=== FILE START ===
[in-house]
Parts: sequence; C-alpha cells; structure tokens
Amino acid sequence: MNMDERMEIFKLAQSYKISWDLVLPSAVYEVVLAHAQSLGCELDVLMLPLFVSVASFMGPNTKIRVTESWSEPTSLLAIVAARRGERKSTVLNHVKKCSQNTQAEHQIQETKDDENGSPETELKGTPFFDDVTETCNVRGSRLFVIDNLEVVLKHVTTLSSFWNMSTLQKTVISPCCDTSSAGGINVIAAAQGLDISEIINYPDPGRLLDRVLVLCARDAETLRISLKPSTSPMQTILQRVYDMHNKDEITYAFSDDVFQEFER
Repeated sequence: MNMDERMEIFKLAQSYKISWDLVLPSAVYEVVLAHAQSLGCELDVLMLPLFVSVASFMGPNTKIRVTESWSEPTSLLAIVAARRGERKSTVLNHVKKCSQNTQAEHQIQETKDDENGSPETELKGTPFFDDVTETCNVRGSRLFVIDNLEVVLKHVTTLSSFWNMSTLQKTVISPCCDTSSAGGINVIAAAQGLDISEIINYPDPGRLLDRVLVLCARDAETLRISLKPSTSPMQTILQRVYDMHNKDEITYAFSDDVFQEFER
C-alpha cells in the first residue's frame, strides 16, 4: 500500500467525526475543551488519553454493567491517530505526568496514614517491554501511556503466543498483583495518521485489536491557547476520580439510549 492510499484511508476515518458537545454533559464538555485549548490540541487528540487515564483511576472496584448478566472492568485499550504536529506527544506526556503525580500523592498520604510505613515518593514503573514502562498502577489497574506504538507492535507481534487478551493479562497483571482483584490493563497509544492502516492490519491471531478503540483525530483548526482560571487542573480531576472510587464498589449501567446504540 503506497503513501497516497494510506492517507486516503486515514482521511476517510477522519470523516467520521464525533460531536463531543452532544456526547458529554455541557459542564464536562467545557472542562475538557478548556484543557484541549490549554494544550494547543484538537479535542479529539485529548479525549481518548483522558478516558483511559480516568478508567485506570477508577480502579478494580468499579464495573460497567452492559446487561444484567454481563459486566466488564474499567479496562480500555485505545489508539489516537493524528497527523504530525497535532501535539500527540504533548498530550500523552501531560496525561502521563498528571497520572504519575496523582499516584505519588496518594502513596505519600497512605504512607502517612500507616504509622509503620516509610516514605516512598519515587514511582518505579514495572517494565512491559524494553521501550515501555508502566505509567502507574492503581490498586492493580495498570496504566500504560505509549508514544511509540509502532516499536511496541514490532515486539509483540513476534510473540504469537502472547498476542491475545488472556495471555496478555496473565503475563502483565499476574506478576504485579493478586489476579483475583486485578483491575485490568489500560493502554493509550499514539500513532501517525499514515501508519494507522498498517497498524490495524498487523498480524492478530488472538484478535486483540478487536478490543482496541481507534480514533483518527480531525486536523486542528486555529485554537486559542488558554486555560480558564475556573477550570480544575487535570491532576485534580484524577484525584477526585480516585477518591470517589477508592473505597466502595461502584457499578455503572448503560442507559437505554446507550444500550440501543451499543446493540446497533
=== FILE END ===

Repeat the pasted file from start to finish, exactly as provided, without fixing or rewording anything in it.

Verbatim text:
[in-house]
Parts: sequence; C-alpha cells; structure tokens
Amino acid sequence: MNMDERMEIFKLAQSYKISWDLVLPSAVYEVVLAHAQSLGCELDVLMLPLFVSVASFMGPNTKIRVTESWSEPTSLLAIVAARRGERKSTVLNHVKKCSQNTQAEHQIQETKDDENGSPETELKGTPFFDDVTETCNVRGSRLFVIDNLEVVLKHVTTLSSFWNMSTLQKTVISPCCDTSSAGGINVIAAAQGLDISEIINYPDPGRLLDRVLVLCARDAETLRISLKPSTSPMQTILQRVYDMHNKDEITYAFSDDVFQEFER
Repeated sequence: MNMDERMEIFKLAQSYKISWDLVLPSAVYEVVLAHAQSLGCELDVLMLPLFVSVASFMGPNTKIRVTESWSEPTSLLAIVAARRGERKSTVLNHVKKCSQNTQAEHQIQETKDDENGSPETELKGTPFFDDVTETCNVRGSRLFVIDNLEVVLKHVTTLSSFWNMSTLQKTVISPCCDTSSAGGINVIAAAQGLDISEIINYPDPGRLLDRVLVLCARDAETLRISLKPSTSPMQTILQRVYDMHNKDEITYAFSDDVFQEFER
C-alpha cells in the first residue's frame, strides 16, 4: 500500500467525526475543551488519553454493567491517530505526568496514614517491554501511556503466543498483583495518521485489536491557547476520580439510549 492510499484511508476515518458537545454533559464538555485549548490540541487528540487515564483511576472496584448478566472492568485499550504536529506527544506526556503525580500523592498520604510505613515518593514503573514502562498502577489497574506504538507492535507481534487478551493479562497483571482483584490493563497509544492502516492490519491471531478503540483525530483548526482560571487542573480531576472510587464498589449501567446504540 503506497503513501497516497494510506492517507486516503486515514482521511476517510477522519470523516467520521464525533460531536463531543452532544456526547458529554455541557459542564464536562467545557472542562475538557478548556484543557484541549490549554494544550494547543484538537479535542479529539485529548479525549481518548483522558478516558483511559480516568478508567485506570477508577480502579478494580468499579464495573460497567452492559446487561444484567454481563459486566466488564474499567479496562480500555485505545489508539489516537493524528497527523504530525497535532501535539500527540504533548498530550500523552501531560496525561502521563498528571497520572504519575496523582499516584505519588496518594502513596505519600497512605504512607502517612500507616504509622509503620516509610516514605516512598519515587514511582518505579514495572517494565512491559524494553521501550515501555508502566505509567502507574492503581490498586492493580495498570496504566500504560505509549508514544511509540509502532516499536511496541514490532515486539509483540513476534510473540504469537502472547498476542491475545488472556495471555496478555496473565503475563502483565499476574506478576504485579493478586489476579483475583486485578483491575485490568489500560493502554493509550499514539500513532501517525499514515501508519494507522498498517497498524490495524498487523498480524492478530488472538484478535486483540478487536478490543482496541481507534480514533483518527480531525486536523486542528486555529485554537486559542488558554486555560480558564475556573477550570480544575487535570491532576485534580484524577484525584477526585480516585477518591470517589477508592473505597466502595461502584457499578455503572448503560442507559437505554446507550444500550440501543451499543446493540446497533